Study Finds Mixed Results on Effectiveness of Surgical Care Improvement Measures

An analysis of data on adherence to surgical care improvement measures finds that when analyzed as a composite infection-prevention score, the improvement measures were associated with a lower probability of post-operative infection. However, adherence to individual measures – the format of publicly reported performance data – was not associated with a significantly lower risk of infection, according to a study in the June 23/30 issue of JAMA.

“The Surgical Care Improvement Project (SCIP), a national quality partnership dedicated to reducing the rate of surgical complications, has developed 20 measures covering various discrete elements of patient care. There are nine publicly reported SCIP measures, six of which focus on postoperative infection prevention,” the authors write. Validated data from hospitals are reported on the Health & Human Services (HHS) Web site, Hospital Compare. “Despite broad support from national stakeholders and a significant investment of time and money by the hospitals to collect these data, no large-scale investigation has been undertaken to evaluate their effectiveness for improving outcomes in routine clinical care.”

Jonah J. Stulberg, MD, PhD, MPH, of Case Western Reserve University, Cleveland, and colleagues conducted a study to evaluate the association between the 6 infection-prevention SCIP measures and postoperative infection rates in a representative sample of hospital discharges in the United States. The study included data for discharges between July 2006 and March 2008 of 405,720 patients (69 percent white and 11 percent black; 46 percent Medicare patients; and 68 percent elective surgical cases) from 398 hospitals in the United States for whom SCIP performance was recorded and submitted for public report on the Hospital Compare Web site.

Three original infection-prevention measures (S-INF-Core) and all six infection-prevention measures (S-INF) were aggregated into two separate all-or-none composite scores. The measures are on processes that include prophylactic antibiotic administration, glucose control, hair removal from the surgical site, and maintaining normal body temperature during surgery.

There were 3,996 documented post-operative infections. The researchers found that demonstrated adherence to SCIP as measured through the all-or-none global composite S-INF was associated with a decreased likelihood of developing a post-operative infection from 14.2 to 6.8 postoperative infections per 1,000 discharges. “However, the S-INF-Core composite was not statistically significant in its association with decreased likelihood of developing a post-operative infection (from 11.5 to 5.3 postoperative infections per 1,000 discharges). In addition, reported adherence on individual SCIP items was not associated with decreased risk of postoperative infection,” the authors write.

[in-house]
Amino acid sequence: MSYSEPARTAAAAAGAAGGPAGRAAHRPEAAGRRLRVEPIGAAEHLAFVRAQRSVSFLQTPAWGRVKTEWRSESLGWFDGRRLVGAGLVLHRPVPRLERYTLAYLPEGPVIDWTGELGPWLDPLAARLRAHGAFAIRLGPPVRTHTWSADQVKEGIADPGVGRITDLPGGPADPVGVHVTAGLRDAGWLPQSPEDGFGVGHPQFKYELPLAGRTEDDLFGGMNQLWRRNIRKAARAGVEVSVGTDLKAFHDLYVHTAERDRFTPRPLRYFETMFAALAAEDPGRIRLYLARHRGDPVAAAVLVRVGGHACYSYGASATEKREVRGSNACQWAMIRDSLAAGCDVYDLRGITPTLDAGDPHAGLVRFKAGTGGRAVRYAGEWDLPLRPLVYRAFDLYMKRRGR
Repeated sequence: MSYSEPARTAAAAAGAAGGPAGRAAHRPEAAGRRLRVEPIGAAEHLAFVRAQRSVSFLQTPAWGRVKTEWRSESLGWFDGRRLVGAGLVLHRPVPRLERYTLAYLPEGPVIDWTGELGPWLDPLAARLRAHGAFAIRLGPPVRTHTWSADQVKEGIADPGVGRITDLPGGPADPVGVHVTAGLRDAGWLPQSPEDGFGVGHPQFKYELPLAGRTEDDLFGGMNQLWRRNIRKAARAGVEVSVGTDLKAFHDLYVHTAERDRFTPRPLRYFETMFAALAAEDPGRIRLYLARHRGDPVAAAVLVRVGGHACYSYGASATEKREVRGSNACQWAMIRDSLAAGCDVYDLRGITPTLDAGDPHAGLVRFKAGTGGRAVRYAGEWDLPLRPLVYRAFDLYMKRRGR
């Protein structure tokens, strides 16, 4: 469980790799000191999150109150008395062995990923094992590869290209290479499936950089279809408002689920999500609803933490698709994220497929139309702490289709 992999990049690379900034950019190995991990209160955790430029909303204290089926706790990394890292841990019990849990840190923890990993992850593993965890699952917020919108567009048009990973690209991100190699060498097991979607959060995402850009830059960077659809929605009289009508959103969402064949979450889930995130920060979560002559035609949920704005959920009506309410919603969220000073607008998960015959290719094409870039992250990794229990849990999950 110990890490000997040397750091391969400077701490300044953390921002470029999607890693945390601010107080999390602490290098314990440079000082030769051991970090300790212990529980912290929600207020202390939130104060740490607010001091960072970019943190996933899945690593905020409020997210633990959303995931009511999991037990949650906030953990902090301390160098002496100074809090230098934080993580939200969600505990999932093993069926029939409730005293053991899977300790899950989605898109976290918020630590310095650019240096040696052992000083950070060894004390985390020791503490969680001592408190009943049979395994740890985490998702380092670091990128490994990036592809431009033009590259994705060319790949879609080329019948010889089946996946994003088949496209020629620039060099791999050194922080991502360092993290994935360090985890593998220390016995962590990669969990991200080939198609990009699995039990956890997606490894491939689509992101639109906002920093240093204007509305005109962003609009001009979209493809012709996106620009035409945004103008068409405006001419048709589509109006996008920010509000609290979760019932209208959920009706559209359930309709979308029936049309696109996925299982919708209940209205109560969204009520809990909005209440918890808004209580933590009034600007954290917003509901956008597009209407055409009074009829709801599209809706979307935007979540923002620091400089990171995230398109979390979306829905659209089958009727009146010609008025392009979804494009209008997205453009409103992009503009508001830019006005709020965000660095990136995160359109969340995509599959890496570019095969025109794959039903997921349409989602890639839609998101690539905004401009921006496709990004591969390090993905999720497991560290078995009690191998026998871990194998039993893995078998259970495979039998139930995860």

“Based on our findings, the individual item performance rates reported publicly do not fulfill their stated purpose of pointing consumers toward high-quality hospitals. However, when taken in aggregate, improved performance on our global all-or-none composite measure is associated with improved outcomes at the discharge level. Therefore, while the individual items may not imply quality differences, the overall ability to demonstrate adherence to multiple SCIP processes of care may. Improved methods for identification of quality of care are necessary to be able to define improvements in patient outcomes, and to justify the massive investment of time and money in tracking these processes of care.”

Mary T. Hawn, MD, MPH, of the University of Alabama, Birmingham, writes in an accompanying editorial, “Surgical Care Improvement: Should Performance Measures Have Performance Measures,” that it appears that investing resources in SCIP reporting is no longer cost-effective. “Ideal surgical quality-improvement efforts would measure whether the right patient receives the right operation at the right time and whether the operation is effective. This is more challenging to measure given the complex nature of the health care system, including barriers to access, financial incentives, and the uniqueness of the therapeutic intent of individual surgical procedures. Current mandated surgical quality-improvement processes such as SCIP focus on incremental and narrow process measures that are purported to measure the overall quality of an episode of surgical care. Despite enormous resources committed to these measures and marked improvement in adherence, the evidence to date suggests that SCIP has not improved surgical outcomes. Future quality-improvement endeavors should have linkage between discrete performance and outcome measures so the effectiveness of combined efforts can be unequivocally measured and clearly evaluated.”

References: JAMA. 2010;303[24]:2479-2485; and JAMA. 2010;303[24]:2527-2528.

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